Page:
8. 150,000 daily riders thank him. So do the drivers aboveground on Wilshire Bl. (If only we had sandworms to dig tunnels for us!)

9. Most of Cox's arguments are based on passionate readings of actual data and are supported by theories that carry some glimmer of truth. This one, however, nudges discomfortingly into Tea Party / Agenda 21 conspiracy theories. 

10. This is a crime and a travesty. See responses to 1 and 11.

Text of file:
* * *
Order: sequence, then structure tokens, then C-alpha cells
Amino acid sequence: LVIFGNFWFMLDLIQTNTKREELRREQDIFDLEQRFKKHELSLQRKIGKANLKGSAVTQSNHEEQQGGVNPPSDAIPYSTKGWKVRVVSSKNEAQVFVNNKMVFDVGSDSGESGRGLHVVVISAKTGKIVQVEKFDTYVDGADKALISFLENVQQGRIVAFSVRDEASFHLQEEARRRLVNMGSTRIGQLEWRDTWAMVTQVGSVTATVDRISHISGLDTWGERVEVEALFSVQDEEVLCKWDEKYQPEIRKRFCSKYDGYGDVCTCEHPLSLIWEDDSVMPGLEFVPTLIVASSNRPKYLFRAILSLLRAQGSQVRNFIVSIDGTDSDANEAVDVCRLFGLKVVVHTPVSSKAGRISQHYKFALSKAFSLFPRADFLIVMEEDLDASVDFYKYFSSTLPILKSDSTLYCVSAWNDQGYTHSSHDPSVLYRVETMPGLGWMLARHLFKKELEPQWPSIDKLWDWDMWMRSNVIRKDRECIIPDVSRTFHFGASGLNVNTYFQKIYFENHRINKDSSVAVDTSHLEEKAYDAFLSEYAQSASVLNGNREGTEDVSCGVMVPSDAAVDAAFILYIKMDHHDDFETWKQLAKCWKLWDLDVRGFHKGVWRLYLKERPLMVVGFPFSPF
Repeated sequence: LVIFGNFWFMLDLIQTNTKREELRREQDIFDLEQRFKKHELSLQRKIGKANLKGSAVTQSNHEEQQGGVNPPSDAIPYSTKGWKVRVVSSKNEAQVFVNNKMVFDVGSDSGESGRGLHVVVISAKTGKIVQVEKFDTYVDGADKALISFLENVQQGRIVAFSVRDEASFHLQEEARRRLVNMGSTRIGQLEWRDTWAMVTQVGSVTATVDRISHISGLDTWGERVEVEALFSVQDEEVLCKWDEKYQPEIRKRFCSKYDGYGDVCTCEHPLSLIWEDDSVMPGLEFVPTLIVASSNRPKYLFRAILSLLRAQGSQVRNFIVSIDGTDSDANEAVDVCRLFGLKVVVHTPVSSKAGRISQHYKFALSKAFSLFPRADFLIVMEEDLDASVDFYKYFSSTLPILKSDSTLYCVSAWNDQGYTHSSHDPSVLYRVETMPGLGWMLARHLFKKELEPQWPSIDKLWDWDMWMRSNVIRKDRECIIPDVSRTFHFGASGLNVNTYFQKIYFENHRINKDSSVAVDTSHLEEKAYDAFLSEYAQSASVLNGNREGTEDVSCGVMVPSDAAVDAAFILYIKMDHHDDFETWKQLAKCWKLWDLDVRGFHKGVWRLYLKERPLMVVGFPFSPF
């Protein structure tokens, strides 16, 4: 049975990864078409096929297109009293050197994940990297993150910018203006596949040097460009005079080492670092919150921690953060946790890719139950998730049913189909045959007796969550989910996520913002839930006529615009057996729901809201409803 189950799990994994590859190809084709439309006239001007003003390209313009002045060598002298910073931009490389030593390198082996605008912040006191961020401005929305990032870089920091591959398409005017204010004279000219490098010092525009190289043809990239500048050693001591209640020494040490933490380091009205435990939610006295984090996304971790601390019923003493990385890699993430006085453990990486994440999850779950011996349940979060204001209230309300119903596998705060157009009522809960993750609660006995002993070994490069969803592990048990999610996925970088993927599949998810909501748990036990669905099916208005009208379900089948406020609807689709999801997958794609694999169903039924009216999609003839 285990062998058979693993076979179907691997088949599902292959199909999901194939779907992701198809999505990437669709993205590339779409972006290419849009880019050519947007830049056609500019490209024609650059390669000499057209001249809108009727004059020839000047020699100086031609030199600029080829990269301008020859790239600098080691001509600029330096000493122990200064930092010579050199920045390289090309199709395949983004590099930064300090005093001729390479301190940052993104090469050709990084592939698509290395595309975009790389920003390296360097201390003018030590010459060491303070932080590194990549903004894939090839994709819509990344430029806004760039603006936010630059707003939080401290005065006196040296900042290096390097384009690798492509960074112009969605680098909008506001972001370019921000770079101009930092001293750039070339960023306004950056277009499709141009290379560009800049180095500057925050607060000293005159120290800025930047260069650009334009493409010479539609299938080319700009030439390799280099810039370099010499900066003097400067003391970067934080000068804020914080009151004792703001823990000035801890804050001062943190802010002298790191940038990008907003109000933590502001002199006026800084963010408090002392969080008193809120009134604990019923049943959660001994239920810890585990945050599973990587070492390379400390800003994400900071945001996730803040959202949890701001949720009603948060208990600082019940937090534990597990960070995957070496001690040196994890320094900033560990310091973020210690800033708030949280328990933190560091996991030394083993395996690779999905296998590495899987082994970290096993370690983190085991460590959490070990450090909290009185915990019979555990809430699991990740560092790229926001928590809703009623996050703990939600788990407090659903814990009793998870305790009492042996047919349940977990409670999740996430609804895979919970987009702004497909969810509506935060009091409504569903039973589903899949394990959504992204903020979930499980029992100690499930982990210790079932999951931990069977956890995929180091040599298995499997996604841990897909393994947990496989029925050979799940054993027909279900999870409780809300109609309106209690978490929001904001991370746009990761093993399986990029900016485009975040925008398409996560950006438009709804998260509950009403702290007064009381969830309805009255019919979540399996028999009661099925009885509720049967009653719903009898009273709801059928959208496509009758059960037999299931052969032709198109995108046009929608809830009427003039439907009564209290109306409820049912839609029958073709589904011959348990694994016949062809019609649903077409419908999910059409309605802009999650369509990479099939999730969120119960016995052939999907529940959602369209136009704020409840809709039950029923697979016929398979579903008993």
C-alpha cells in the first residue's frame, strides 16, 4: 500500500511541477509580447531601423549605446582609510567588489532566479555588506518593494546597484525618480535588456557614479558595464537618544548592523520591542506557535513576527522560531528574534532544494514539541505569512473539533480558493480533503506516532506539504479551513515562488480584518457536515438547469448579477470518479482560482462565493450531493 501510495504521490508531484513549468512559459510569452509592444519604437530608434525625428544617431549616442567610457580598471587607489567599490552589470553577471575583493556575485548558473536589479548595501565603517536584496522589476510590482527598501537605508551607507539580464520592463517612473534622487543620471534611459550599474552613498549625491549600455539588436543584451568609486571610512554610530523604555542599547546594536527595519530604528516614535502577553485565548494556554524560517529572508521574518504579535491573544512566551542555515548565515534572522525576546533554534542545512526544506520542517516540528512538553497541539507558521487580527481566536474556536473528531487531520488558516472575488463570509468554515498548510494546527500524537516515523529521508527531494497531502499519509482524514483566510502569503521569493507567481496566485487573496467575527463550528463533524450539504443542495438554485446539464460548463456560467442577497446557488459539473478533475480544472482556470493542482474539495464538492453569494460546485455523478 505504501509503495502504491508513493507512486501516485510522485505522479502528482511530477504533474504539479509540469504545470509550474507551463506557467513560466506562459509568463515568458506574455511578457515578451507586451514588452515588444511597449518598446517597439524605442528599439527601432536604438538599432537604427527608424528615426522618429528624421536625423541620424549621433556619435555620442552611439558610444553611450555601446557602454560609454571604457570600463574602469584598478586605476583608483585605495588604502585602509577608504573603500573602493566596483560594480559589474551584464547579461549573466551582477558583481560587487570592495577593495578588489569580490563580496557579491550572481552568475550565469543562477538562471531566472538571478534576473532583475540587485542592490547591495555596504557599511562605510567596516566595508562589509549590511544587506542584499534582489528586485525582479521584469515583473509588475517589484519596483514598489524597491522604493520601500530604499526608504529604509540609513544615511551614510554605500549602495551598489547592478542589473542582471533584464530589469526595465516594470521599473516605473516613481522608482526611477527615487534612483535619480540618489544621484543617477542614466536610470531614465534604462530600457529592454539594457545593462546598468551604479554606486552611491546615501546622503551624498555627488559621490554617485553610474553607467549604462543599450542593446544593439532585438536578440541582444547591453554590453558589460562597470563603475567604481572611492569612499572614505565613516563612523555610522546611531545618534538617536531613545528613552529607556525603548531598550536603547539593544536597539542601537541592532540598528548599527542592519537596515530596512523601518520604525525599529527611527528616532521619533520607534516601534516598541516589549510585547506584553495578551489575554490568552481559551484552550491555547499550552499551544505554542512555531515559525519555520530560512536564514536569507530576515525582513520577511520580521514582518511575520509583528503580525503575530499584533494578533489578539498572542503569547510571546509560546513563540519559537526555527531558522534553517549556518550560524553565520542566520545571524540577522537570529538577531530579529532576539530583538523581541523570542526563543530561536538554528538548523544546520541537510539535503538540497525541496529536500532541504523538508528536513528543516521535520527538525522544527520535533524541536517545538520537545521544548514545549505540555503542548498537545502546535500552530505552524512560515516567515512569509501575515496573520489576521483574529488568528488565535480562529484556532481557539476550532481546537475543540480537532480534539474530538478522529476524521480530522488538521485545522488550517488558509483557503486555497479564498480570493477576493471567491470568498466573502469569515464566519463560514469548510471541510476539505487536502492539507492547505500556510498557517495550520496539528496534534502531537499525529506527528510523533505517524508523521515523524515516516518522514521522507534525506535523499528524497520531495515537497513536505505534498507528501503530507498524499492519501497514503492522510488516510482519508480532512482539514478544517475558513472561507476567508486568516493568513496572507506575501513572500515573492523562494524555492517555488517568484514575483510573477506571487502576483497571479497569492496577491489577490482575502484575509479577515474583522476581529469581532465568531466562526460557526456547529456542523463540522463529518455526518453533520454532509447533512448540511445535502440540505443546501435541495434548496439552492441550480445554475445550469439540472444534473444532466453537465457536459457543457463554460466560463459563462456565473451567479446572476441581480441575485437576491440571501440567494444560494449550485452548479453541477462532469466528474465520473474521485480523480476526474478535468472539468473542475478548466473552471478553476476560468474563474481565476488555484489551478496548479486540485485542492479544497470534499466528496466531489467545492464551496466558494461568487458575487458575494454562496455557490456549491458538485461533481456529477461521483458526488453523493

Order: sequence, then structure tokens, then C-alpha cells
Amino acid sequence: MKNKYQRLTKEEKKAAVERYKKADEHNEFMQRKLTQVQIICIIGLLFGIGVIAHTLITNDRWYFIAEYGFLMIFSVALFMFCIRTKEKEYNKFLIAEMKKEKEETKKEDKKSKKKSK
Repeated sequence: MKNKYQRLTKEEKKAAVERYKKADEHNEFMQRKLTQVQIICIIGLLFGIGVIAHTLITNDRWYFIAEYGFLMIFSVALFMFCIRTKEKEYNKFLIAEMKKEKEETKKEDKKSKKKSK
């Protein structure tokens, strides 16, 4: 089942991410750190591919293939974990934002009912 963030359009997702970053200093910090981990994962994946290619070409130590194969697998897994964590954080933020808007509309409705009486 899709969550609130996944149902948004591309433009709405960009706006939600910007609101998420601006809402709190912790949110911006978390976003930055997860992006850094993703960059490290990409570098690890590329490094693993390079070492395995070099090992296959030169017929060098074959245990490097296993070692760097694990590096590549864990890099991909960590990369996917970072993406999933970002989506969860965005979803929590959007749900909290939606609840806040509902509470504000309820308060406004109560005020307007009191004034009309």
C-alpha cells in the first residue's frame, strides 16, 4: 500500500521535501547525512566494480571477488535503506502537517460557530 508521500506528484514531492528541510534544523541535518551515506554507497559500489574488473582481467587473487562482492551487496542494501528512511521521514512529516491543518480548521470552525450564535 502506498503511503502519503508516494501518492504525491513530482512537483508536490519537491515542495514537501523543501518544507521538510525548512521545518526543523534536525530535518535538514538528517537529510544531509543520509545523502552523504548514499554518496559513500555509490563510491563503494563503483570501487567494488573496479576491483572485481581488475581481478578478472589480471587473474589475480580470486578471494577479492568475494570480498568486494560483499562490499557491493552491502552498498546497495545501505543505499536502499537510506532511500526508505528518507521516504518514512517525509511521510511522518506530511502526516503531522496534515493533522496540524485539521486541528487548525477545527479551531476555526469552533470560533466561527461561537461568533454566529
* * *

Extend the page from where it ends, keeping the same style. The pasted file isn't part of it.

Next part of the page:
11. I've saved the richest one for last. Over and over and over we hear free-market advocates and/or fans of sprawl decry the constraints and distortions of regulations. I'm not unsympathetic, just as Cox isn't, to be fair, a raving maniac about it. But the effect of regulations depends in large part on where you stand: one person's restraint is another person's savior. I'm also tired of wholesale condemnations of "regulations." That does two things: first, it enables conservatives and aggressive developers to nod knowingly and self-satisfyingly; second, it prevents us from actually enacting regulatory reform. See, "regulations" can mean anything you want it to mean -- usually CEQA, sometimes AB 32, sometimes SB 375, lately AB 779. Prop. 13 isn't a "regulation" of course, because it's all about property rights and freedom. I challenge Cox and his fellow travelers no longer to refer to "regulations" but instead to refer to the specific regulations that they want to change. That approach with force them to explain why the regulation is bad and maybe to propose a solution. He also might consider whether regulations precede or follow the enormous demand that may have pushed up prices in the first place.